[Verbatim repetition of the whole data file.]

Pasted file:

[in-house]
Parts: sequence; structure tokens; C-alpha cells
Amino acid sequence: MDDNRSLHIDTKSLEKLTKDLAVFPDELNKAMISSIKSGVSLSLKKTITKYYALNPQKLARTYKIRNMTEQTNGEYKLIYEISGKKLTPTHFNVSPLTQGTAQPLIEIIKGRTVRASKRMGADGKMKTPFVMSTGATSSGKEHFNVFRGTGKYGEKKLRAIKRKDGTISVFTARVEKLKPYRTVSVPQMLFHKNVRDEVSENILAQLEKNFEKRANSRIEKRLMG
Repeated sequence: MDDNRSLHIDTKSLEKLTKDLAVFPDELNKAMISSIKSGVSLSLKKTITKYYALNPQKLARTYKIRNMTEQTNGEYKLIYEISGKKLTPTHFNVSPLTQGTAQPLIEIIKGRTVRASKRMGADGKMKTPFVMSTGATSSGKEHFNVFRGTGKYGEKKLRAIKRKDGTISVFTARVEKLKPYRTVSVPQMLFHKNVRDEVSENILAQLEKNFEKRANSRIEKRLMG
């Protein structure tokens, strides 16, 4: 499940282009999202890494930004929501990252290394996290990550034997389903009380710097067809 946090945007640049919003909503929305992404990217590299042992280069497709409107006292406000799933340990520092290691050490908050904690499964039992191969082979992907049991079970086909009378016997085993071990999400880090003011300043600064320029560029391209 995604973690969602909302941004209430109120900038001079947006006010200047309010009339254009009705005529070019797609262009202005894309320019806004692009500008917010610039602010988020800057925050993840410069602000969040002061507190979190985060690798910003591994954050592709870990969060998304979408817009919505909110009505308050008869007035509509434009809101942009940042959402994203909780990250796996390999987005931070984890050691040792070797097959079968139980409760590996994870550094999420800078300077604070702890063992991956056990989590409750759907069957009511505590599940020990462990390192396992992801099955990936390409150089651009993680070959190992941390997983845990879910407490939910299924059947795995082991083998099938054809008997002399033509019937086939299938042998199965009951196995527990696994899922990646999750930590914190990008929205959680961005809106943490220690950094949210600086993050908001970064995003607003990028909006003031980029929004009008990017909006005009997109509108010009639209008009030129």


[in-house]
Parts: sequence; structure tokens; C-alpha cells
Amino acid sequence: MDDNRSLHIDTKSLEKLTKDLAVFPDELNKAMISSIKSGVSLSLKKTITKYYALNPQKLARTYKIRNMTEQTNGEYKLIYEISGKKLTPTHFNVSPLTQGTAQPLIEIIKGRTVRASKRMGADGKMKTPFVMSTGATSSGKEHFNVFRGTGKYGEKKLRAIKRKDGTISVFTARVEKLKPYRTVSVPQMLFHKNVRDEVSENILAQLEKNFEKRANSRIEKRLMG
Repeated sequence: MDDNRSLHIDTKSLEKLTKDLAVFPDELNKAMISSIKSGVSLSLKKTITKYYALNPQKLARTYKIRNMTEQTNGEYKLIYEISGKKLTPTHFNVSPLTQGTAQPLIEIIKGRTVRASKRMGADGKMKTPFVMSTGATSSGKEHFNVFRGTGKYGEKKLRAIKRKDGTISVFTARVEKLKPYRTVSVPQMLFHKNVRDEVSENILAQLEKNFEKRANSRIEKRLMG
């Protein structure tokens, strides 16, 4: 499940282009999202890494930004929501990252290394996290990550034997389903009380710097067809 946090945007640049919003909503929305992404990217590299042992280069497709409107006292406000799933340990520092290691050490908050904690499964039992191969082979992907049991079970086909009378016997085993071990999400880090003011300043600064320029560029391209 995604973690969602909302941004209430109120900038001079947006006010200047309010009339254009009705005529070019797609262009202005894309320019806004692009500008917010610039602010988020800057925050993840410069602000969040002061507190979190985060690798910003591994954050592709870990969060998304979408817009919505909110009505308050008869007035509509434009809101942009940042959402994203909780990250796996390999987005931070984890050691040792070797097959079968139980409760590996994870550094999420800078300077604070702890063992991956056990989590409750759907069957009511505590599940020990462990390192396992992801099955990936390409150089651009993680070959190992941390997983845990879910407490939910299924059947795995082991083998099938054809008997002399033509019937086939299938042998199965009951196995527990696994899922990646999750930590914190990008929205959680961005809106943490220690950094949210600086993050908001970064995003607003990028909006003031980029929004009008990017909006005009997109509108010009639209008009030129």